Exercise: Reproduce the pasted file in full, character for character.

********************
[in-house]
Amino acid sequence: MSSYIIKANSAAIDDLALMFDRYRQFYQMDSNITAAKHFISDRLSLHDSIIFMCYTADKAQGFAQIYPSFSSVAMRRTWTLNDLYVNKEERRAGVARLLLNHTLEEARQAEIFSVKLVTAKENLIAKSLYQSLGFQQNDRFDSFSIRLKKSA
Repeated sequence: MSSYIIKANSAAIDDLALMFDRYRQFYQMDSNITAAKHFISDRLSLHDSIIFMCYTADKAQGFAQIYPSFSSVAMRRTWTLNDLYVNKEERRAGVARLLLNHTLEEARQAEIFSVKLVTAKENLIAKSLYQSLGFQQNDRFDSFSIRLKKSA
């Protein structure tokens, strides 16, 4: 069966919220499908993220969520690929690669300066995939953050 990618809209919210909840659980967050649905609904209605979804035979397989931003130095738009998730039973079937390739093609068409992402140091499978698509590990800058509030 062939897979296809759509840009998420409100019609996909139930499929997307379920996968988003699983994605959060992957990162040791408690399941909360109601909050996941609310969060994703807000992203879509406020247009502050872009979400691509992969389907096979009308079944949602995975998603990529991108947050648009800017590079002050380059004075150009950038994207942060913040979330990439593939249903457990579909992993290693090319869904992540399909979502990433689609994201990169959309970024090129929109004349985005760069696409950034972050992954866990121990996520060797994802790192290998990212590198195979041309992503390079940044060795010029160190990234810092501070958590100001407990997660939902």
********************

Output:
[in-house]
Amino acid sequence: MSSYIIKANSAAIDDLALMFDRYRQFYQMDSNITAAKHFISDRLSLHDSIIFMCYTADKAQGFAQIYPSFSSVAMRRTWTLNDLYVNKEERRAGVARLLLNHTLEEARQAEIFSVKLVTAKENLIAKSLYQSLGFQQNDRFDSFSIRLKKSA
Repeated sequence: MSSYIIKANSAAIDDLALMFDRYRQFYQMDSNITAAKHFISDRLSLHDSIIFMCYTADKAQGFAQIYPSFSSVAMRRTWTLNDLYVNKEERRAGVARLLLNHTLEEARQAEIFSVKLVTAKENLIAKSLYQSLGFQQNDRFDSFSIRLKKSA
């Protein structure tokens, strides 16, 4: 069966919220499908993220969520690929690669300066995939953050 990618809209919210909840659980967050649905609904209605979804035979397989931003130095738009998730039973079937390739093609068409992402140091499978698509590990800058509030 062939897979296809759509840009998420409100019609996909139930499929997307379920996968988003699983994605959060992957990162040791408690399941909360109601909050996941609310969060994703807000992203879509406020247009502050872009979400691509992969389907096979009308079944949602995975998603990529991108947050648009800017590079002050380059004075150009950038994207942060913040979330990439593939249903457990579909992993290693090319869904992540399909979502990433689609994201990169959309970024090129929109004349985005760069696409950034972050992954866990121990996520060797994802790192290998990212590198195979041309992503390079940044060795010029160190990234810092501070958590100001407990997660939902």